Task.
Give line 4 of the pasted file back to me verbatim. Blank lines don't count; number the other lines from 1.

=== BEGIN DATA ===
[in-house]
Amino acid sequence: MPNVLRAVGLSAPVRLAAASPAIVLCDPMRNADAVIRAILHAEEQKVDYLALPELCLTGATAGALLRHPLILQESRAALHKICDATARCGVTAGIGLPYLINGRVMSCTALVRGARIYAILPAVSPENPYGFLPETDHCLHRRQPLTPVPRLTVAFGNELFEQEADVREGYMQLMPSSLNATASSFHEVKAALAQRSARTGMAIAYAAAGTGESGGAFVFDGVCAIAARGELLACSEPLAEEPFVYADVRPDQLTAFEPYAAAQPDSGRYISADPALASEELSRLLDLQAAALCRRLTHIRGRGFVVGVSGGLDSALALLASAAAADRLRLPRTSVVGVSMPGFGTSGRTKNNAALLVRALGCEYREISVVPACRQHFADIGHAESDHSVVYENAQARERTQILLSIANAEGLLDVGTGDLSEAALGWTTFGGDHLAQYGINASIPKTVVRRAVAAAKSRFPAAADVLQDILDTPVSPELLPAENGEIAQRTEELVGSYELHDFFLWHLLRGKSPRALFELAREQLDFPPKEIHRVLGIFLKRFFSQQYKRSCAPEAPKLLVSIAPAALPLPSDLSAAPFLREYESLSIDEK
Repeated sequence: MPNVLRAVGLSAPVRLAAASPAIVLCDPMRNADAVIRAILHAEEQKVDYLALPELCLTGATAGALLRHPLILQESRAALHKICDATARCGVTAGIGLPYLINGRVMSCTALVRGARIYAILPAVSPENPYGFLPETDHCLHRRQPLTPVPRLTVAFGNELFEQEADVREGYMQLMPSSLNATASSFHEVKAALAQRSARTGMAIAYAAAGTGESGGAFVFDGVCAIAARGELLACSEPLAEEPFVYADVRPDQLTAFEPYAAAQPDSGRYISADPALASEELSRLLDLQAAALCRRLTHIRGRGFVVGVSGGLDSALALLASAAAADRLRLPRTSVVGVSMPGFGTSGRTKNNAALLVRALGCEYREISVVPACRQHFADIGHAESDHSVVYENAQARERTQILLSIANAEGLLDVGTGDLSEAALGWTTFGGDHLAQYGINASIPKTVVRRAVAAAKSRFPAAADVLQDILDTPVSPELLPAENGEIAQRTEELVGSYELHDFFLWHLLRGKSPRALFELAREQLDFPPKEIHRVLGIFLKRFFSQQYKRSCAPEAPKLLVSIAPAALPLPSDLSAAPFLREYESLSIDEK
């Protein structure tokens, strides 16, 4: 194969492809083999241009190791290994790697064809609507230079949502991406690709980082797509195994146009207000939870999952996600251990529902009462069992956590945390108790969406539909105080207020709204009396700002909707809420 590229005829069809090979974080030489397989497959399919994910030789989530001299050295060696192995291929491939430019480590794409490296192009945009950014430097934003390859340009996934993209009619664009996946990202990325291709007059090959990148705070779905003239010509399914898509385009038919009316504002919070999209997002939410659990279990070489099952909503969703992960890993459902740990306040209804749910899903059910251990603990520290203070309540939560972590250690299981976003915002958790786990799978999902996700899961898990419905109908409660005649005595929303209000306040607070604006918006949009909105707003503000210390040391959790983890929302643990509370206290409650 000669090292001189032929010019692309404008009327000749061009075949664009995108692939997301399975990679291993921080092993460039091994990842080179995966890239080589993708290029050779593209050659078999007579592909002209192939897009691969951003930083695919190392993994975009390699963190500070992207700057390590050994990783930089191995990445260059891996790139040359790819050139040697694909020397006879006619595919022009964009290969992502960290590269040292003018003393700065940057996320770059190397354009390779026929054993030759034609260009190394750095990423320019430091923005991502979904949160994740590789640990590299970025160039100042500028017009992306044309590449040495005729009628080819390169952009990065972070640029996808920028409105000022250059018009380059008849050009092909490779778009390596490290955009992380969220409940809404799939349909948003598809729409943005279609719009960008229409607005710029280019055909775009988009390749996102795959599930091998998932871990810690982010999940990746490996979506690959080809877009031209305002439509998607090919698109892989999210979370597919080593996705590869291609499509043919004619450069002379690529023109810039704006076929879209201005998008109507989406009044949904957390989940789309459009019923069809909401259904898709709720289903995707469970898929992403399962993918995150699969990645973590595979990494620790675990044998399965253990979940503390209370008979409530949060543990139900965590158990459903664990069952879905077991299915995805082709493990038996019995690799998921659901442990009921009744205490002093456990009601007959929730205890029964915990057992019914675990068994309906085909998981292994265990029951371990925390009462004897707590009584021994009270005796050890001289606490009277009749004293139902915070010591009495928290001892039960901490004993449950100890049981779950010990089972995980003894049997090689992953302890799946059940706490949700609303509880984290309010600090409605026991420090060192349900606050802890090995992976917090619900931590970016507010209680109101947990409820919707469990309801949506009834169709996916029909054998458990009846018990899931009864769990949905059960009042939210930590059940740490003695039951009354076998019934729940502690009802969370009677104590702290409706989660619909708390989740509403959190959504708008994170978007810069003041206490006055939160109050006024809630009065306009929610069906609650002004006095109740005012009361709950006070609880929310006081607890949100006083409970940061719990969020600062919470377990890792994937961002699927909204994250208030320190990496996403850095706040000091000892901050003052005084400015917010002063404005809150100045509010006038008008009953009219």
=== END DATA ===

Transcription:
């Protein structure tokens, strides 16, 4: 194969492809083999241009190791290994790697064809609507230079949502991406690709980082797509195994146009207000939870999952996600251990529902009462069992956590945390108790969406539909105080207020709204009396700002909707809420 590229005829069809090979974080030489397989497959399919994910030789989530001299050295060696192995291929491939430019480590794409490296192009945009950014430097934003390859340009996934993209009619664009996946990202990325291709007059090959990148705070779905003239010509399914898509385009038919009316504002919070999209997002939410659990279990070489099952909503969703992960890993459902740990306040209804749910899903059910251990603990520290203070309540939560972590250690299981976003915002958790786990799978999902996700899961898990419905109908409660005649005595929303209000306040607070604006918006949009909105707003503000210390040391959790983890929302643990509370206290409650 000669090292001189032929010019692309404008009327000749061009075949664009995108692939997301399975990679291993921080092993460039091994990842080179995966890239080589993708290029050779593209050659078999007579592909002209192939897009691969951003930083695919190392993994975009390699963190500070992207700057390590050994990783930089191995990445260059891996790139040359790819050139040697694909020397006879006619595919022009964009290969992502960290590269040292003018003393700065940057996320770059190397354009390779026929054993030759034609260009190394750095990423320019430091923005991502979904949160994740590789640990590299970025160039100042500028017009992306044309590449040495005729009628080819390169952009990065972070640029996808920028409105000022250059018009380059008849050009092909490779778009390596490290955009992380969220409940809404799939349909948003598809729409943005279609719009960008229409607005710029280019055909775009988009390749996102795959599930091998998932871990810690982010999940990746490996979506690959080809877009031209305002439509998607090919698109892989999210979370597919080593996705590869291609499509043919004619450069002379690529023109810039704006076929879209201005998008109507989406009044949904957390989940789309459009019923069809909401259904898709709720289903995707469970898929992403399962993918995150699969990645973590595979990494620790675990044998399965253990979940503390209370008979409530949060543990139900965590158990459903664990069952879905077991299915995805082709493990038996019995690799998921659901442990009921009744205490002093456990009601007959929730205890029964915990057992019914675990068994309906085909998981292994265990029951371990925390009462004897707590009584021994009270005796050890001289606490009277009749004293139902915070010591009495928290001892039960901490004993449950100890049981779950010990089972995980003894049997090689992953302890799946059940706490949700609303509880984290309010600090409605026991420090060192349900606050802890090995992976917090619900931590970016507010209680109101947990409820919707469990309801949506009834169709996916029909054998458990009846018990899931009864769990949905059960009042939210930590059940740490003695039951009354076998019934729940502690009802969370009677104590702290409706989660619909708390989740509403959190959504708008994170978007810069003041206490006055939160109050006024809630009065306009929610069906609650002004006095109740005012009361709950006070609880929310006081607890949100006083409970940061719990969020600062919470377990890792994937961002699927909204994250208030320190990496996403850095706040000091000892901050003052005084400015917010002063404005809150100045509010006038008008009953009219």